The third and final part of the Washington Post series on targeted killing is out. Craig Whitlock discusses Camp Lemonnier, a drone base in Djibouti, which has become the hub of the Obama administration’s future drone program outside the Afghanistan region. Read Bobby’s thoughts on the first part of the series, and here are Bobby and Jack on the second installment.
The Associated Press sheds light on an inquiry before the U.K. High Court of Justice on whether intelligence sharing between British and U.S. governments could make the U.K. liable for the CIA’s drone strikes.
Speaking of inquires into the drone program, guess who’s jumping on the bandwagon? The United Nations, says the New York Times’s Scott Shane, who reports that Ben Emmerson, the UN special rapporteur on counterterrorism and human rights, is going to study civilian casualties.
Ben Weiser of the Times reports that Fazal Abdullah Mohammed, mastermind of the 1998 U.S. embassy bombings in East Africa, apparently wrote a lengthy autobiography of his life’s work—which is being used in the resentencing of another gentleman, Wadih El-Hage, “who was convicted in 2001 in Manhattan of terrorism conspiracy.”
From a war zone to . . . sheep? According to the BBC, New Zealand has offered a new home to 23 Afghan interpreters and their families who are worried about being targeted by the Taliban after NATO troops leave in 2014.
Terry Baynes of Reuters reports that the Supreme Court will hear oral arguments in the Clapper case—a lawsuit brought by journalists and human rights groups on the legality of the FISA Act. Stay tuned for an oral argument preview, a Lawfare podcast, and other goodies from us on that subject.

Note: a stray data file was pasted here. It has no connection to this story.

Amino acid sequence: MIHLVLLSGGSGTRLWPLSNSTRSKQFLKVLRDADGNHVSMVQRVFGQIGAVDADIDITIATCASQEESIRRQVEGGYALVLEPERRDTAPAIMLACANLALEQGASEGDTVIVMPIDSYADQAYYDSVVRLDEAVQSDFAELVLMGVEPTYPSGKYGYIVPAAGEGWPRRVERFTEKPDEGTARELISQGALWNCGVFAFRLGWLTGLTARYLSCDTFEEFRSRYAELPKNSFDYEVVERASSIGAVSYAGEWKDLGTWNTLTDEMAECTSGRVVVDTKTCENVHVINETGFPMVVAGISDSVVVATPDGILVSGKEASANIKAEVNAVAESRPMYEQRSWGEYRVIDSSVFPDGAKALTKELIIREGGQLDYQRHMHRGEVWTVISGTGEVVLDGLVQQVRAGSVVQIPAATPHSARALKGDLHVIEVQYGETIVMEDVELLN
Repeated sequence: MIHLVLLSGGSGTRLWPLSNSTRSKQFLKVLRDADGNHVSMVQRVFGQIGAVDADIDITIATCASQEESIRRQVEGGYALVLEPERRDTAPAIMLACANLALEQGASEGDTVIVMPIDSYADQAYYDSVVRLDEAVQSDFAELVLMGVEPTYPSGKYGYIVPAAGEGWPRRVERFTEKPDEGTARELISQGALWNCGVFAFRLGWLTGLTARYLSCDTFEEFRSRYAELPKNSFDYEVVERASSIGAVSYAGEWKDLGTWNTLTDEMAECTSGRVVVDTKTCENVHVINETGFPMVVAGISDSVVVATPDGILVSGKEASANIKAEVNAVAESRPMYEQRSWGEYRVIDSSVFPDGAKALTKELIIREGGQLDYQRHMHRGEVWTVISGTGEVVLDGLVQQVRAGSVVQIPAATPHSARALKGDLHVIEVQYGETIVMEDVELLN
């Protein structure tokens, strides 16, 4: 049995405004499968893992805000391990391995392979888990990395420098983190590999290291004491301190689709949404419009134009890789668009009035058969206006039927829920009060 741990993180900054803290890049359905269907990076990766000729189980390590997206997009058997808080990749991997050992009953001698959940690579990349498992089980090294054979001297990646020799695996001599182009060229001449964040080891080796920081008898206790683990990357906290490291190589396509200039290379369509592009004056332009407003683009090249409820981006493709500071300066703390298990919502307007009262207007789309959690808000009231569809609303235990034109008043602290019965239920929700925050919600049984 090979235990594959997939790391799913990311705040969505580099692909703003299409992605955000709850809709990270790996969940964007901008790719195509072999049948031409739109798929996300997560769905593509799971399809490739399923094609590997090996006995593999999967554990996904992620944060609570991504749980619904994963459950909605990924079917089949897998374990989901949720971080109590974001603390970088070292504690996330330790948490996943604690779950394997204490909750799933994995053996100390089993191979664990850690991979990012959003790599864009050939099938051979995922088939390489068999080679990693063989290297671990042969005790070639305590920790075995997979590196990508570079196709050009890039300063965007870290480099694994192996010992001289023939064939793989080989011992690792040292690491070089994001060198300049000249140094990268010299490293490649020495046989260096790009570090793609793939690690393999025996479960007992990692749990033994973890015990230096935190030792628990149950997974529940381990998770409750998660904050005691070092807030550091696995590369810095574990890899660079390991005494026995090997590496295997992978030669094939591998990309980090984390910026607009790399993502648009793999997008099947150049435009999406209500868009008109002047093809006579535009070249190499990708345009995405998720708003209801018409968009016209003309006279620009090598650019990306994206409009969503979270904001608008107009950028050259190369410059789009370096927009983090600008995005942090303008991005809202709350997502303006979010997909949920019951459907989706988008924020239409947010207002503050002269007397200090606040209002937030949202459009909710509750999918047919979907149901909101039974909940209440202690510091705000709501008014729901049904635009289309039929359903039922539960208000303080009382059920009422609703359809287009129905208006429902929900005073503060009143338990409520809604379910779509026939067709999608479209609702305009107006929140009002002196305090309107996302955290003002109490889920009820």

Lots more on Benghazi after those leaked emails that surfaced earlier this week. SecDef Panetta said at a Pentagon news briefing that there wasn’t enough information for the military to get involved, reports CNN’s Chris Lawrence. And Suzanne Kelly, Pam Benson and Elise Labott of CNN inform us that U.S. intelligence officials believe that the Libya attackers are connected to Al Qaeda in Iraq.
Speaking of leaks, WikiLeaks has begun releasing “more than 100 U.S. Defense Department files detailing military detention policies in camps in Iraq and at Guantanamo Bay in the years after the September 11 attacks on U.S. targets,” says Reuters.
Toronto Star journalist Michelle Shephard has spent the last decade chronicling the lives of several detainees after they were released from Guantanamo Bay. NPR has the highlights.
From the Department of This Only Gets More Convoluted As Time Goes On: Morten Storm, the Danish agent who says he worked with the CIA to help find Anwar al-Awlaki a Western wife, now claims that Danish intelligence tried to “buy his silence” by offering him 1.5 million Danish Krone ($260,000). Nic Robertson, Paul Cruickshank and Tim Lister of CNN have the story.
And coming soon to a robot near you: grace and elegance, all from a barefoot engineer. From MIT, it’s today’s Moment of Zen:
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